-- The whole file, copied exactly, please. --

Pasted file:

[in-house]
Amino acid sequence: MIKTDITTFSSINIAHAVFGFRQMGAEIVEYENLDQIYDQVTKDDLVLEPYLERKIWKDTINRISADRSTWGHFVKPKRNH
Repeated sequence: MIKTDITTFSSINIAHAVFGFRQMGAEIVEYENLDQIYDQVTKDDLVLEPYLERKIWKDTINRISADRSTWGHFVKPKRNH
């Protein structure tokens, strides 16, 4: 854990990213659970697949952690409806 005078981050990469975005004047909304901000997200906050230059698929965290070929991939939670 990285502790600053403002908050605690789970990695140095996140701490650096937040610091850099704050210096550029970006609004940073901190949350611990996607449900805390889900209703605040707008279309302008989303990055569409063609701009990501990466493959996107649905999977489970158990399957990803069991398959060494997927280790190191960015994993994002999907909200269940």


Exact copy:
[in-house]
Amino acid sequence: MIKTDITTFSSINIAHAVFGFRQMGAEIVEYENLDQIYDQVTKDDLVLEPYLERKIWKDTINRISADRSTWGHFVKPKRNH
Repeated sequence: MIKTDITTFSSINIAHAVFGFRQMGAEIVEYENLDQIYDQVTKDDLVLEPYLERKIWKDTINRISADRSTWGHFVKPKRNH
């Protein structure tokens, strides 16, 4: 854990990213659970697949952690409806 005078981050990469975005004047909304901000997200906050230059698929965290070929991939939670 990285502790600053403002908050605690789970990695140095996140701490650096937040610091850099704050210096550029970006609004940073901190949350611990996607449900805390889900209703605040707008279309302008989303990055569409063609701009990501990466493959996107649905999977489970158990399957990803069991398959060494997927280790190191960015994993994002999907909200269940």